Note for those with excessively sloppy shifting: If you notice, the pin comes out of a rubber bushing on the end of the carrier. If you have excessive play while the car is in gear, replace this bushing. Doing this BL/SS install will NOT fix sloppy shifting. You will have SHORT sloppy shifting. I don’t know the part number off hand, but Steve D. does. I’ll post the part number here and modify these instructions to include the bushing.

Step 4: Take Out the Carrier

You must remove the silver carrier/shifter lever assembly from the car now. I find that if you pushed the entire assembly forwards and backwards, you’ll be able to give enough room for the rear “pointy” part of the carrier to slip out, allowing the entire assembly to be then dropped down.

Step 5: Replace and Lube the New Lever

Once the assembly is out, you’ll have to remove the shifter lever from the aluminum carrier. It’s held in by a nylon cup. You have to get the cup out of the carrier, and I’ve found a screwdriver to work. Once you get the lever/cup out of the carrier, pull it straight off.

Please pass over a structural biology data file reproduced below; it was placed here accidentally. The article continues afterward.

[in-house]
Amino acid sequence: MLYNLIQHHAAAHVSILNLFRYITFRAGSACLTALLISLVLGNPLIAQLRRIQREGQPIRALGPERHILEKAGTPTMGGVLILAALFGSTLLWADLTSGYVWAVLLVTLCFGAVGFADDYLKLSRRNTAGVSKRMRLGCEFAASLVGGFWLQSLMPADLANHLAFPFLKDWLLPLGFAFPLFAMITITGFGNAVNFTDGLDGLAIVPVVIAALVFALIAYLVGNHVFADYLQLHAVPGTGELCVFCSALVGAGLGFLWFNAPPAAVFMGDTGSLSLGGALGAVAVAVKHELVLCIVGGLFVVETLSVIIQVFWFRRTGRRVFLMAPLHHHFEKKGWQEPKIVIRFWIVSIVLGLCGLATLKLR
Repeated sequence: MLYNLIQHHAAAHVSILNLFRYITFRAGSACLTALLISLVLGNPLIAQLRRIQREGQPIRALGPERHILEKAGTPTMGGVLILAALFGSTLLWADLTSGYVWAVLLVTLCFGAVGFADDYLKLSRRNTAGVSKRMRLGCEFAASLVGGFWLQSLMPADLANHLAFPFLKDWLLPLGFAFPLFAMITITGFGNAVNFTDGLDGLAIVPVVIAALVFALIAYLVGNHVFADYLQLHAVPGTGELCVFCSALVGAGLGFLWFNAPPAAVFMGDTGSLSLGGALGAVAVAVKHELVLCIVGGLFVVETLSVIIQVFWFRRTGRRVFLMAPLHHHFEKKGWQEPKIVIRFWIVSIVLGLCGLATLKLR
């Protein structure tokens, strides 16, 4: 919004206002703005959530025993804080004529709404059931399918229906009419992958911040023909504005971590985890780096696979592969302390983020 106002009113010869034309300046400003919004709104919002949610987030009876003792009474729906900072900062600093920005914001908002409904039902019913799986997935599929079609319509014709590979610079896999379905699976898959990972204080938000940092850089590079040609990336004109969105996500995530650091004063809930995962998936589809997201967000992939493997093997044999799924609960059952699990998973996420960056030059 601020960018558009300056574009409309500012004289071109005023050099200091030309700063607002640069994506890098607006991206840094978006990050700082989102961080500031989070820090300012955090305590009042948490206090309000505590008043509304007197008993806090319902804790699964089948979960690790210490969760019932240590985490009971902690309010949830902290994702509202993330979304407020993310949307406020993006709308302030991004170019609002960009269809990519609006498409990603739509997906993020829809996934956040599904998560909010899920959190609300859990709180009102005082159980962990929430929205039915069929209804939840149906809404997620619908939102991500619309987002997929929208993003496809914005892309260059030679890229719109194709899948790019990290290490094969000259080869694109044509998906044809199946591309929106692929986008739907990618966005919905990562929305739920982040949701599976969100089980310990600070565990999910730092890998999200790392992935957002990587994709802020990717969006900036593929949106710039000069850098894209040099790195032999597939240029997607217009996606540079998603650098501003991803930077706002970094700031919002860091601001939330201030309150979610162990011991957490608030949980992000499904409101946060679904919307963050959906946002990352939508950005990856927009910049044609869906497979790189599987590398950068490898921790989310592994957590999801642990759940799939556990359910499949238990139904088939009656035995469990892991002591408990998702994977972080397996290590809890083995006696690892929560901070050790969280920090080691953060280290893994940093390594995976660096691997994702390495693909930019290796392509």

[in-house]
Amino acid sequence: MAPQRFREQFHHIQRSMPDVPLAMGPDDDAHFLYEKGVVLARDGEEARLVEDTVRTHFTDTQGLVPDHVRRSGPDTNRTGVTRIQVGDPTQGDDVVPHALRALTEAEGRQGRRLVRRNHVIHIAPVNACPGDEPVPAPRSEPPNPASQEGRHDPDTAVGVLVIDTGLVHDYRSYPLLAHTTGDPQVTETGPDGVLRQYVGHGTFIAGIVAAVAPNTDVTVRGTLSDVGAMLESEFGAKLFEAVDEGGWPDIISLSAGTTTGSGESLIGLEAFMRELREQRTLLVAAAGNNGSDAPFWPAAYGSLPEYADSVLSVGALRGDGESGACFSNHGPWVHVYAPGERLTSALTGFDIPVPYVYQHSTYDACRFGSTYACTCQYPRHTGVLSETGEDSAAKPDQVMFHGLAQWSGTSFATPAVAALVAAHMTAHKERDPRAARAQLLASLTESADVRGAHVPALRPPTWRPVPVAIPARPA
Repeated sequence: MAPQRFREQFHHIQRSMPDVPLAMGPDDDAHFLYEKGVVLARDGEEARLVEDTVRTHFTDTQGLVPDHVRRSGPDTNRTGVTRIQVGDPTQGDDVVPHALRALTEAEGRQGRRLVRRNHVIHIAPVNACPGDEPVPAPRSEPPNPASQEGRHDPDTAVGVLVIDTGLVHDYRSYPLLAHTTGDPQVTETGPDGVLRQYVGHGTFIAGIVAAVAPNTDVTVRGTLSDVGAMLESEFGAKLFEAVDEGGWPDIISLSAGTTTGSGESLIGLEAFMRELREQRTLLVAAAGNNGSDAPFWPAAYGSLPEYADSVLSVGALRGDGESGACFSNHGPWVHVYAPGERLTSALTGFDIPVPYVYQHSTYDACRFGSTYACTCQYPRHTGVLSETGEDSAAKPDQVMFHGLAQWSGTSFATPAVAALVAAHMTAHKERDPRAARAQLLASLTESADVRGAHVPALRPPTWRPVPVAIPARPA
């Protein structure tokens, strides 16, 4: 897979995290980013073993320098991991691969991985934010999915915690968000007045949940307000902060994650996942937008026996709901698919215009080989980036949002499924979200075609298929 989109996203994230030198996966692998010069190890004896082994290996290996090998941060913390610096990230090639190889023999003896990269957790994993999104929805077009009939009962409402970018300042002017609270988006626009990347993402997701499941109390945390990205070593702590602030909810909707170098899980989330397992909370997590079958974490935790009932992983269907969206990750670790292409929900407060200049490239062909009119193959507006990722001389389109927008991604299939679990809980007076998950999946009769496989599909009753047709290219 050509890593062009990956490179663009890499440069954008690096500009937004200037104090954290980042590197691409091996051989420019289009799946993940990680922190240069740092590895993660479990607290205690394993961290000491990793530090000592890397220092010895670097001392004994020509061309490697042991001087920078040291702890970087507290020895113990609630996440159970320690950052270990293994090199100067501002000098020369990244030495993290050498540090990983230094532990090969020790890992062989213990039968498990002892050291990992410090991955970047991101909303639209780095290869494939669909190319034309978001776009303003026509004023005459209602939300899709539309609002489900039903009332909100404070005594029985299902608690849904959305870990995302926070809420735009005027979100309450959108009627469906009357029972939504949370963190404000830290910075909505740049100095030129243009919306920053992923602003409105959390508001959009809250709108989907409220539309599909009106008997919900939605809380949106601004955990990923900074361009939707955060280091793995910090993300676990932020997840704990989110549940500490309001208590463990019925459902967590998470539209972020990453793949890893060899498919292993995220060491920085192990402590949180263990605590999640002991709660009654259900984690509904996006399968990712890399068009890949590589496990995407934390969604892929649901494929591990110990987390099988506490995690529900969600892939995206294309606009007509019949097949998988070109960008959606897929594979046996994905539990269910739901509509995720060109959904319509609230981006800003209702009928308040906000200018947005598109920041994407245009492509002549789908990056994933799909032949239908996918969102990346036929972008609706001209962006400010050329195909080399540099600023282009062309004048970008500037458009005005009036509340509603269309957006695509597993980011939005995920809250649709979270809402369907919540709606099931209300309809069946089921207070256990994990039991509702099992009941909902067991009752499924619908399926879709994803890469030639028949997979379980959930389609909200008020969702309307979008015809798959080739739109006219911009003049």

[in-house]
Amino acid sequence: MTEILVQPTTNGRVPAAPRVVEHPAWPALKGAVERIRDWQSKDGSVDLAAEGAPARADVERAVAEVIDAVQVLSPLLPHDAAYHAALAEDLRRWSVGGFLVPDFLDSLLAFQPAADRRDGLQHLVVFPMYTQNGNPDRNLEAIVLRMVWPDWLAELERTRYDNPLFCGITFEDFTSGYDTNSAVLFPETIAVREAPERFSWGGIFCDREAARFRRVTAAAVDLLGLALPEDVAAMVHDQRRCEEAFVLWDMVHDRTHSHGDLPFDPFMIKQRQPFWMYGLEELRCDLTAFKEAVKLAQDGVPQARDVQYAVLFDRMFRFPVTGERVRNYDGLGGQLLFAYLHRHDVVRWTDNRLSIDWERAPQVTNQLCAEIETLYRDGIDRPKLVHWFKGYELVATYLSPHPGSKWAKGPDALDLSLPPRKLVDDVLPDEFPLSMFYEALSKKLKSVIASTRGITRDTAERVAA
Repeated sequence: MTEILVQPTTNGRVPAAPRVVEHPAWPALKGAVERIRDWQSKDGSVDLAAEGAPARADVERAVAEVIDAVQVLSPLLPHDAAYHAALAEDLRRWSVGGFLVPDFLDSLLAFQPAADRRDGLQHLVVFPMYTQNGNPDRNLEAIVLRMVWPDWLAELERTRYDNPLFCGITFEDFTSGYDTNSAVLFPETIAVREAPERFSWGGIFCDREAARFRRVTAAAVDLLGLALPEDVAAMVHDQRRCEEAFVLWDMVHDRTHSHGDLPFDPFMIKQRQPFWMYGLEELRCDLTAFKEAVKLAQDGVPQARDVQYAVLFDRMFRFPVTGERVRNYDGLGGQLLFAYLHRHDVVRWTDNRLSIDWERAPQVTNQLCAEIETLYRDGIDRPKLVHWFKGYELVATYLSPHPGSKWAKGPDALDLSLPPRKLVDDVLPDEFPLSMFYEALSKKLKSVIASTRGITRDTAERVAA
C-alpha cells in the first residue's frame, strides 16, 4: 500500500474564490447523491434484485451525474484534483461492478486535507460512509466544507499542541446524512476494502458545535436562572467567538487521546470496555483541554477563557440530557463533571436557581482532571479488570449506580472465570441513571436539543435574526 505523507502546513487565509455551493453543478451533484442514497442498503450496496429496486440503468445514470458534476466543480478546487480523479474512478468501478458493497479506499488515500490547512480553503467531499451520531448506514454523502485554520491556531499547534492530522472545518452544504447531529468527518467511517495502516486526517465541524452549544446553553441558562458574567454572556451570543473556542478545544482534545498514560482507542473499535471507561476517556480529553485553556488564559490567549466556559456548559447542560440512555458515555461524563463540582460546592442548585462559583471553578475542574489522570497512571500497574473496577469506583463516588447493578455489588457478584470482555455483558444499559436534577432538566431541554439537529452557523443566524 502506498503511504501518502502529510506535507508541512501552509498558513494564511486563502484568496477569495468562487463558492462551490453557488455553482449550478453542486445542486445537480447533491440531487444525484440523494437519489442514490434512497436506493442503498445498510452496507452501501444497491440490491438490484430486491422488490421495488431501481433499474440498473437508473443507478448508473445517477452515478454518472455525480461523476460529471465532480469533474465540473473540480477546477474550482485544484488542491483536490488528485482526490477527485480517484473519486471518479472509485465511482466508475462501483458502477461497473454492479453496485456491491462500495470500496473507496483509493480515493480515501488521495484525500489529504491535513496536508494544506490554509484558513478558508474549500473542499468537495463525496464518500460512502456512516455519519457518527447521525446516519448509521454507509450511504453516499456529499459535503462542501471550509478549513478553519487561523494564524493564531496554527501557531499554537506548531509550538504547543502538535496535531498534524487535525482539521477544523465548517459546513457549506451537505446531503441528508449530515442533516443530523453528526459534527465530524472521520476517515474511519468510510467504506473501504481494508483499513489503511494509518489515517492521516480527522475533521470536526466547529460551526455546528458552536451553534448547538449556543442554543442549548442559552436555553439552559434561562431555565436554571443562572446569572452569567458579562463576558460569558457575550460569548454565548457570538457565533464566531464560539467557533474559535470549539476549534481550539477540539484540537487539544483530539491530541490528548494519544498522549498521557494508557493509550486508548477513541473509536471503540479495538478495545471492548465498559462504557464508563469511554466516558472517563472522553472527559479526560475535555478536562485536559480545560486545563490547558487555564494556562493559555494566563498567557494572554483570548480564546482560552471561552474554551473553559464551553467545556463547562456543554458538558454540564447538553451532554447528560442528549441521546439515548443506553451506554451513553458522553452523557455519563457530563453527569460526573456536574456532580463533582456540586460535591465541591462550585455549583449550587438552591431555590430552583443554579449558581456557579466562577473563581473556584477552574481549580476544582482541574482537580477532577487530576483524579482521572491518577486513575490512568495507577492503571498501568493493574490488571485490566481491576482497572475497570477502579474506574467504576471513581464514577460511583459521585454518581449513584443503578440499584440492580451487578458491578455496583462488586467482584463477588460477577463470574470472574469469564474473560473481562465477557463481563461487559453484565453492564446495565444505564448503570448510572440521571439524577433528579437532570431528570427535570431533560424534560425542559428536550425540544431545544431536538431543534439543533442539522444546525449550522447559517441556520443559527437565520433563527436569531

There is no incorrect way for the new shifter can be installed since it is perfectly straight, unlike the one you’re removing, which has a bend to it. Just be sure that the lower linkage hole is pointed in the correct direction. When you hook the linkage back up, it will be all lined up, ready for the shifter to be put on.

Replace new shifter lever into the cup, but make sure you lube it.

Press it back into the carrier, and make sure it has the “tabs” of the nylon cup sticking out of the slots on the side of the carrier.

Step 6: Reinstall

reinstall in reverse order

Final Notes:

You’ll notice and immediate difference in the shifting, not just in the throw, but also in the smoothness. I’m not sure why the factory doesn’t lube the nylon cup enough, but it sure does make a difference.

So, what do you do with this extra lever, you say? Well, it’s pretty much useless, unless you want to go back to long, sloppy shifts. They do fit in E30 cars, so be a pal and donate it to an E30 owner.

Enjoy your “blessed” shifter.